By Jeremy Langford
WHAT MAKES A JESUIT SCHOOL JESUIT?
Administrators and teachers at Jesuit schools lead students to find God in all areas of their studies and academic lives and, as stated at the Society of Jesus’ 35th General Congregation, “engage the world through a careful analysis of context, in dialogue with experience evaluated through reflection.”
All Jesuit schools, though tied to their specific regions and circumstances, are linked to the Jesuits’ history and educational projects. A school’s mission, identity, charter, and sponsorship agreement all reveal their relationship with the worldwide Society. Saying someone was Jesuit educated is not to define them but rather to indicate that wherever they are in the world, they received an education in which analysis, reflection, care for the whole person, and pursuing the greater glory of God, or the greater good, are key.
WHAT IS DISTINCTIVE ABOUT THE SIX JESUIT UNIVERSITIES AND ONE COMMUNITY COLLEGE IN THE MIDWEST?
The Midwest has a certain pioneer, yet homegrown, spirit. The way these schools exemplify that quality is in a creative approach to problem solving, a sense of working together for the common good, an open hospitality to students, and a sense of respect and decency toward others. These characteristics are embedded in the Jesuit Catholic tradition, so they are richly cultivated within a Midwestern/Jesuit/Catholic context.
WHO ARE THE STUDENTS OUR JESUIT SCHOOLS ARE FORMING TODAY?
Like the joke about no two Jesuits being alike—“If you’ve met one Jesuit, then you’ve met one Jesuit”—our students are all different, with a variety of backgrounds and gifts. They also come from all across the country and globe; there are 28 Jesuit colleges and universities in the United States and approximately 189 Jesuit institutions of higher learning throughout the world.
What our students share is a love of God and a sense of being part of a greater mission. They are open to reflection on faith and culture, and they seek to refine their service to create a
WHAT ARE SOME OF THE CHALLENGES FACING STUDENTS AND EDUCATORS AT JESUIT SCHOOLS TODAY?
Jesuit schools and students are encountering challenges that reflect the deepest desires all young people are wrestling with: a hunger for spirituality and faith; a need to navigate cultures and belief systems so as to be good citizens in a worldwide environment; finding community; developing a moral compass in an ever-changing society; and understanding and integrating learning. Students at our schools are asking their professors these tough questions, so the professors are experiencing challenges alongside their students. These challenges, however, also present opportunities to thoughtfully solve problems, together as students, teachers, and entire institutions.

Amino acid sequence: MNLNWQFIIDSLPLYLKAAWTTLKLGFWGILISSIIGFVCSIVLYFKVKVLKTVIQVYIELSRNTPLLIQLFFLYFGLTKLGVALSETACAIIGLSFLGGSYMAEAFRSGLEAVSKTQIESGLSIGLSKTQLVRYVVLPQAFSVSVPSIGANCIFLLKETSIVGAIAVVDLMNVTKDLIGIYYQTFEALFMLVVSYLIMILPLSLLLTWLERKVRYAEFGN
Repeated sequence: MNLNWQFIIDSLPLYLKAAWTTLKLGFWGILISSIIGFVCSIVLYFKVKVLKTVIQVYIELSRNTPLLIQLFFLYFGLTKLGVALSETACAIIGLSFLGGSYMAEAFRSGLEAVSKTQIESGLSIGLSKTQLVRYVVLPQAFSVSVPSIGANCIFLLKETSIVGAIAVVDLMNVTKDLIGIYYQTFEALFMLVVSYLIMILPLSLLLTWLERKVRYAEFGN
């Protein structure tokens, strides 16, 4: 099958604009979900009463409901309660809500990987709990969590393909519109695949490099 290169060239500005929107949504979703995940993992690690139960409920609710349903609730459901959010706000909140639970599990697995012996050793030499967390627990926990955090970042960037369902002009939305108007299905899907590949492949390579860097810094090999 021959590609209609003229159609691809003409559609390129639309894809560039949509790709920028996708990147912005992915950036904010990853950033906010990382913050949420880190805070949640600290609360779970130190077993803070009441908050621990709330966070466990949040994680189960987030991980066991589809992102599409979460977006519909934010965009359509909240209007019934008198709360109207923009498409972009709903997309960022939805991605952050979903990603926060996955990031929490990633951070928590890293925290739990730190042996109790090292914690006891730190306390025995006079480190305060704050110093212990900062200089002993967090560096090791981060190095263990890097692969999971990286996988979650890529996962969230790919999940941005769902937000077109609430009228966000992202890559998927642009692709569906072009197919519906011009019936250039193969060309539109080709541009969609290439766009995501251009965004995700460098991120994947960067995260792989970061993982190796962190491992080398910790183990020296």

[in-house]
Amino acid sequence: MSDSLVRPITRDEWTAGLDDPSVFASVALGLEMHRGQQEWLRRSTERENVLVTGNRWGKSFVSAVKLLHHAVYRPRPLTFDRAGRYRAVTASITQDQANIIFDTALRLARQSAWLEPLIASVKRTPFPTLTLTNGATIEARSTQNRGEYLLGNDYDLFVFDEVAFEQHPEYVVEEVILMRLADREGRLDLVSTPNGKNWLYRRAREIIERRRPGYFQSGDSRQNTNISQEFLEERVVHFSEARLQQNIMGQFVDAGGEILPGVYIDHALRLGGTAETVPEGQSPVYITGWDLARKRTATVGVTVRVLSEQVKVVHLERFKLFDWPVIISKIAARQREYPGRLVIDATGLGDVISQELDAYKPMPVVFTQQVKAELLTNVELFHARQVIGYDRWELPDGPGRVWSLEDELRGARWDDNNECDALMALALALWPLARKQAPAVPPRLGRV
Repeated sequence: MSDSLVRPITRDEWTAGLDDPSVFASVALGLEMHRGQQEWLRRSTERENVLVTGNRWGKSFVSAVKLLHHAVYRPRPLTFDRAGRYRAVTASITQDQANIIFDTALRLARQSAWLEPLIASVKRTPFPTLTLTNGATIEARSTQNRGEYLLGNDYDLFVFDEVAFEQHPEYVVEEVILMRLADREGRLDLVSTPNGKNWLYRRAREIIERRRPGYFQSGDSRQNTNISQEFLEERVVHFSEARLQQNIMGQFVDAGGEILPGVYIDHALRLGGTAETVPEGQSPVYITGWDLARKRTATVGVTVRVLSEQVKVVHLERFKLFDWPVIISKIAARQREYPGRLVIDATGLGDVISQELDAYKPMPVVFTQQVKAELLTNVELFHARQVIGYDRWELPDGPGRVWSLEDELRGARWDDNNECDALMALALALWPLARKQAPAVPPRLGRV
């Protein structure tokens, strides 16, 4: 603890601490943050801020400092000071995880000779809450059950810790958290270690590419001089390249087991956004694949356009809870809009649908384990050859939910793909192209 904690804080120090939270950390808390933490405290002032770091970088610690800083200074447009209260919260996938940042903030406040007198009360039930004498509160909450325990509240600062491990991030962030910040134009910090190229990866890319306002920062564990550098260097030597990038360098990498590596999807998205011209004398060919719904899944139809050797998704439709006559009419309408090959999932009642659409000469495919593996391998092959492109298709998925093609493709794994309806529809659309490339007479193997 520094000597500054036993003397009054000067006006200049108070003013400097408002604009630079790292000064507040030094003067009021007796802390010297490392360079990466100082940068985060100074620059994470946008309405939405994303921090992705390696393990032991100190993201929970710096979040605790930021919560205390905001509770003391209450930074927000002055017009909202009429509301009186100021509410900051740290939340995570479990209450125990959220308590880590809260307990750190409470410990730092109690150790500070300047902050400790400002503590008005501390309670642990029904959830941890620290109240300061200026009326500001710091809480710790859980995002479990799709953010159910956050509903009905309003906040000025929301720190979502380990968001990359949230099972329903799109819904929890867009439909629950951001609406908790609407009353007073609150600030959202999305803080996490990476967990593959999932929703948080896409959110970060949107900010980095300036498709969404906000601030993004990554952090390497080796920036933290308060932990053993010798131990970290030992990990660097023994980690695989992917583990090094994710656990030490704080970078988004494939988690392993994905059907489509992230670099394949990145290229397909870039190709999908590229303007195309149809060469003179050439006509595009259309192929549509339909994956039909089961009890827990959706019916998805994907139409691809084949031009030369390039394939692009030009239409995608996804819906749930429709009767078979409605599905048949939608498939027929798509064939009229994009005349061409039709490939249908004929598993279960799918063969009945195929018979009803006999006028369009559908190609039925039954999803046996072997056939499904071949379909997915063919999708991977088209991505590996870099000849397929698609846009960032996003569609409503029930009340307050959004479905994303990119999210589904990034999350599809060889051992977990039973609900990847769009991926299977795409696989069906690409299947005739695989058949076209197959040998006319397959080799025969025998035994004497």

HOW DO YOU SEE JESUIT EDUCATION DEVELOPING IN THE NEXT 20 YEARS?
In recent decades, Nativity and Cristo Rey schools like those in Minneapolis, Milwaukee, and Chicago have grown out of society’s need to introduce Jesuit education in communities where it may not have had a presence before. These institutions have multiplied with much reflection and help from the Society, and we have great hope that they will continue to do so. Arrupe College of Loyola University Chicago, which is the world’s first Jesuit community college, is taking a similar route and addressing a specific need: to bring Jesuit education to hardworking students who otherwise might not have access to it. Leaders at other Jesuit institutions are watching Arrupe to see if it can be modeled more broadly, so that, too, represents an exciting possibility going forward. Jesuits will also use technology to continue working on the margins and going wherever we are called.
HOW ARE STUDENTS GRADUATING FROM JESUIT SCHOOLS AND UNIVERSITIES UNIQUELY PLACED TO ADDRESS THE ISSUES FACING OUR WORLD?
The Jesuit charism is focused on both contemplation and action. Our students understand that they are not only called to stand for a faith that does justice; they must also prayerfully reflect on how God is calling them, each and every day, to live out this mission, serving others in their own special way. This idea of being contemplatives in action is unmistakably Jesuit, and it is a true gift we offer our students, which our students in turn offer the world.